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Paid Sick Leave, Commitment to Pay During Pandemic

January 11

Media Contact:
Maureen Alley, communications director

Paid Sick Leave, Commitment to Pay During Pandemic 

Wisconsin Youth Company continues pandemic sick leave and commits to pay if programs close  

Madison, Wisconsin (January 7, 2022) — Wisconsin Youth Company continues its commitment to the safety and well-being of its employees during the COVID-19 pandemic by expanding its Emergency Paid Sick Leave through June 2022, and committing to pay staff when programs close due to the pandemic.  

Originally adopted in April 2020 by the U.S. Department of Labor with the Families First Coronavirus Response Act, this COVID-19 paid leave expired March 31, 2021. Wisconsin Youth Company continued offering this pandemic-focused sick leave after it expired federally in March 2021. Originally planned to expire in December 2021, however, the COVID-19 pandemic has yet to end much less wane. In fact, the Omicron variant hitting the United States in January 2022 has the country — especially the state of Wisconsin — seeing record positive case numbers.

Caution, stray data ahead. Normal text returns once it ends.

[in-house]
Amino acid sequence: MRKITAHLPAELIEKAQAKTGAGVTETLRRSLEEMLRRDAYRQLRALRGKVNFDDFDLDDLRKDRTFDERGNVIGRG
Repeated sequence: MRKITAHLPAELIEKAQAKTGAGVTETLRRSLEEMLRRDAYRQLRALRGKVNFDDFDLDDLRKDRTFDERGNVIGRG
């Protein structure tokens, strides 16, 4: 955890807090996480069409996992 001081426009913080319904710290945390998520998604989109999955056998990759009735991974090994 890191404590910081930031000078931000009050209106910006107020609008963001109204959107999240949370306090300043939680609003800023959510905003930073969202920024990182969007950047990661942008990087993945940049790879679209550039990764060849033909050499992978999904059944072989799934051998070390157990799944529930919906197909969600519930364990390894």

“We take the health and safety of our staff seriously. It is important that our staff continue to feel supported through this pandemic. Whether it’s when they take off work to care for someone who has COVID-19, if they themselves get the virus, or our programs close because of COVID-19, we want our employees to know that they are valued and supported,” says Rebecca Carlin, executive director, Wisconsin Youth Company. 

Under this leave, employees can take a paid leave of absence in addition to other paid leave provided by the organization. This benefit is offered to both full- and part-time staff.  

Additionally, Wisconsin Youth Company has received federal relief dollars that allows it to continue to pay staff when programs close. Families receive credits when programs are closed due to COVID-19. However, federal relief dollars allow Wisconsin Youth Company to continue operating and supporting its staff.  

“Without the federal relief, it would be a challenging financial burden for our organization,” Carlin says. “This exact reason is why a lot of other childcare centers closed during the pandemic.” 

The health and safety of children, families, staff, and the community are the number one priority of the organization. This starts with being a good steward in the community and supporting its employees during this difficult time.